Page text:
Are we expecting too much of the next generation, or not enough? That's the premise of New York Times columnist and author Alina Tugend, who argues in an article published over the weekend that being unremarkable isn't necessarily a bad thing.
Tugend writes, "All year, my sons' school newsletters were filled with stories about students winning prizes for university-level scientific research, stellar musical accomplishments and statewide athletic laurels. I wonder if there is any room for the ordinary any more, for the child or teenager – or adult – who enjoys a pickup basketball game but is far from Olympic material, who will be a good citizen but won't set the world on fire."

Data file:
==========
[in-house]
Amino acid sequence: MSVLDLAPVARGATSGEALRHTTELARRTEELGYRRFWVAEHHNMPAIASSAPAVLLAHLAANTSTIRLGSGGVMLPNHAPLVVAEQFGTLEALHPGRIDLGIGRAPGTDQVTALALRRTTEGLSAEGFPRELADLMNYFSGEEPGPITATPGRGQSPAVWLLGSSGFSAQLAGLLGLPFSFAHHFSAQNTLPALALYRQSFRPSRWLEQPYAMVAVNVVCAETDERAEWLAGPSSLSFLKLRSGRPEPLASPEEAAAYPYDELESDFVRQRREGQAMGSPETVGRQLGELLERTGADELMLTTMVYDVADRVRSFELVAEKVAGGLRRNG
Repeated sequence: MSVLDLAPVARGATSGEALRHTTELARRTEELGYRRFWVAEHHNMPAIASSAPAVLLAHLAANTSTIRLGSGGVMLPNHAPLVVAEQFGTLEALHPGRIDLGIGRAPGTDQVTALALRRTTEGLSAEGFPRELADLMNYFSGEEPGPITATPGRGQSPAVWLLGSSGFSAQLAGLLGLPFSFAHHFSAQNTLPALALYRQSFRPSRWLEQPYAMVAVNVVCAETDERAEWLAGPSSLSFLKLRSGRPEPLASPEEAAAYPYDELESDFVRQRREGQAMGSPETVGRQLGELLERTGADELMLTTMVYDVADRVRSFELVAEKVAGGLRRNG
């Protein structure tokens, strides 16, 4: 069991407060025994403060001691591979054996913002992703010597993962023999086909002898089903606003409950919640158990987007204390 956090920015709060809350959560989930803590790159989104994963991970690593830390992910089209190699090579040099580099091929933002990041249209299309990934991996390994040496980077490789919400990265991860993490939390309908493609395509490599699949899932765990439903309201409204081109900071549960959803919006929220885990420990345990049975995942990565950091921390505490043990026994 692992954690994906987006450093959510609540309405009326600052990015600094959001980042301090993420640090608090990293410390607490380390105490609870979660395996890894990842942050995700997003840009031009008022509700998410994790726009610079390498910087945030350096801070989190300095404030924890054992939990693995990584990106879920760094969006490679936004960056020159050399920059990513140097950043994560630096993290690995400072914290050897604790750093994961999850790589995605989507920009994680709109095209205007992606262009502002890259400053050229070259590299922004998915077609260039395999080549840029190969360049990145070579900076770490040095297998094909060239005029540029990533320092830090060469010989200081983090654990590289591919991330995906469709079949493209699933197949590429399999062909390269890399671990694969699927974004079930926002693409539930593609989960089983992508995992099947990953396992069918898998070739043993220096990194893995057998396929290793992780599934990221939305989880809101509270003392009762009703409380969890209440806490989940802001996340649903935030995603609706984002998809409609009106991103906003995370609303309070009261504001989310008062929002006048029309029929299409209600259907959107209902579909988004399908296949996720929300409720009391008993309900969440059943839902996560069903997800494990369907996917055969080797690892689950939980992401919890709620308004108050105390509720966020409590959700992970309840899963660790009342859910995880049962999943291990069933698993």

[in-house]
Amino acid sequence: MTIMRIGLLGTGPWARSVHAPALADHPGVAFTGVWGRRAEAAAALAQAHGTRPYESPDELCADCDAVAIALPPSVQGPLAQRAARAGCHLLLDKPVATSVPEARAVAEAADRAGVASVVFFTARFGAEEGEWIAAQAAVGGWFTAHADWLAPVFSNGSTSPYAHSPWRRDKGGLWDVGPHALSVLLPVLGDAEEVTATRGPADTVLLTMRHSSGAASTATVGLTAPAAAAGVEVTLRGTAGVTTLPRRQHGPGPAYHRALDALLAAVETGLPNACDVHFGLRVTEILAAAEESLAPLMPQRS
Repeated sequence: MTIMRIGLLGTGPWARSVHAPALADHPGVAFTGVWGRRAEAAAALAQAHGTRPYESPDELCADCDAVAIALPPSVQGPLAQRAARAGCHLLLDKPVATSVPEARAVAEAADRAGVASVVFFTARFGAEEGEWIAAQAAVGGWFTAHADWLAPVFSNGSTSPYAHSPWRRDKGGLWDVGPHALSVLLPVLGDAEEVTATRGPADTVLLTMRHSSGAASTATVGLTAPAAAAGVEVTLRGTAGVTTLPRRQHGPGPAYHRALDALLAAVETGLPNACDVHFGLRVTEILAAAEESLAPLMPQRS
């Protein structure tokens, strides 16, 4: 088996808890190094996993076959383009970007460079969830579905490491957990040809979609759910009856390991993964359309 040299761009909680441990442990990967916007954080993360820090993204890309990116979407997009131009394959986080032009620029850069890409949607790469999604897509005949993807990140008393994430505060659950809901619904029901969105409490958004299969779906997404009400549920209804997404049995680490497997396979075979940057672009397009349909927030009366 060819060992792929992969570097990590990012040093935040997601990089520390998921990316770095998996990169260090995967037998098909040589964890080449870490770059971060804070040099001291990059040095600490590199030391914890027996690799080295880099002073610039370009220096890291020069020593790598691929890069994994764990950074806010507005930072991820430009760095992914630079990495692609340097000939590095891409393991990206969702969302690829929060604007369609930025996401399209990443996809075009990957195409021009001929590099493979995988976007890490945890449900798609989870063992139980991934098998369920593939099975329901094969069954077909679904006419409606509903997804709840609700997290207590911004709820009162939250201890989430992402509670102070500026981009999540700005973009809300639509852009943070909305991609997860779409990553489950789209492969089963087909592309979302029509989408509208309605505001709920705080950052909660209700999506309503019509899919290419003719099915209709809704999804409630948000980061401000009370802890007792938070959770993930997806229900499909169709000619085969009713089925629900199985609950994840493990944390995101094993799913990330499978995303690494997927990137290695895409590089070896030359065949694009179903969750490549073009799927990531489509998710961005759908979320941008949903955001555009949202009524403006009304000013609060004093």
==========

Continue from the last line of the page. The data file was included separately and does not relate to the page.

A few weeks ago, Starting Point reported on a high school graduation speech that went viral, in which English teacher David McCullough Jr. told student's that they're "not special."
So, is it okay to be "ordinary," or should students push harder? Dr. Steve Perry weighs in on the show this morning.